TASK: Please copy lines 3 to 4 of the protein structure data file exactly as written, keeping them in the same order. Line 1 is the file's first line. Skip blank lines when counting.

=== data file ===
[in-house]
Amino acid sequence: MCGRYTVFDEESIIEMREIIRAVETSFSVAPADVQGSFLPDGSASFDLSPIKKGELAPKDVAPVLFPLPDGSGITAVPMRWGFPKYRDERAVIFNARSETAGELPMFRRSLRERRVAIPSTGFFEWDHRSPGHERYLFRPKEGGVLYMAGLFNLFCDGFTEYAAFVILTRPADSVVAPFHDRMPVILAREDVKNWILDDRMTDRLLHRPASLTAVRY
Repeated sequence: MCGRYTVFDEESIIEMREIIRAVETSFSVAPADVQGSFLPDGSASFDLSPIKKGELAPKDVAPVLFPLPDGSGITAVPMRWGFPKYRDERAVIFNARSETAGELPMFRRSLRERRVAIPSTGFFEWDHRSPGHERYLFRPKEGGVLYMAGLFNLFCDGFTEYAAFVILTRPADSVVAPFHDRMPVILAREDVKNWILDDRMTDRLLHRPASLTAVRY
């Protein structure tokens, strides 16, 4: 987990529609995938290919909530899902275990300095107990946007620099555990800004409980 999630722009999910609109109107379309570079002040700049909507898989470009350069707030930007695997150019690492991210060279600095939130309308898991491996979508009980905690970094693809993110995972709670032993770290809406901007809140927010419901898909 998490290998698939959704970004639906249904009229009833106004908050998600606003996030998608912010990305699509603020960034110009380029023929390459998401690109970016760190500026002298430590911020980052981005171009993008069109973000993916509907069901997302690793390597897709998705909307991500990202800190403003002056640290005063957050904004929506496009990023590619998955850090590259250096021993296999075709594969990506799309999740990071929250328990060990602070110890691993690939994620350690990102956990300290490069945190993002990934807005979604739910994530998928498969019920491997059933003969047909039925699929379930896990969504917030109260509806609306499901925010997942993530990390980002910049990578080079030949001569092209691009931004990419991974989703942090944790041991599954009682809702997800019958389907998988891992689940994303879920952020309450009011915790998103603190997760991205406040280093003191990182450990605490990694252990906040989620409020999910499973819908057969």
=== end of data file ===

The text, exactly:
Repeated sequence: MCGRYTVFDEESIIEMREIIRAVETSFSVAPADVQGSFLPDGSASFDLSPIKKGELAPKDVAPVLFPLPDGSGITAVPMRWGFPKYRDERAVIFNARSETAGELPMFRRSLRERRVAIPSTGFFEWDHRSPGHERYLFRPKEGGVLYMAGLFNLFCDGFTEYAAFVILTRPADSVVAPFHDRMPVILAREDVKNWILDDRMTDRLLHRPASLTAVRY
């Protein structure tokens, strides 16, 4: 987990529609995938290919909530899902275990300095107990946007620099555990800004409980 999630722009999910609109109107379309570079002040700049909507898989470009350069707030930007695997150019690492991210060279600095939130309308898991491996979508009980905690970094693809993110995972709670032993770290809406901007809140927010419901898909 998490290998698939959704970004639906249904009229009833106004908050998600606003996030998608912010990305699509603020960034110009380029023929390459998401690109970016760190500026002298430590911020980052981005171009993008069109973000993916509907069901997302690793390597897709998705909307991500990202800190403003002056640290005063957050904004929506496009990023590619998955850090590259250096021993296999075709594969990506799309999740990071929250328990060990602070110890691993690939994620350690990102956990300290490069945190993002990934807005979604739910994530998928498969019920491997059933003969047909039925699929379930896990969504917030109260509806609306499901925010997942993530990390980002910049990578080079030949001569092209691009931004990419991974989703942090944790041991599954009682809702997800019958389907998988891992689940994303879920952020309450009011915790998103603190997760991205406040280093003191990182450990605490990694252990906040989620409020999910499973819908057969």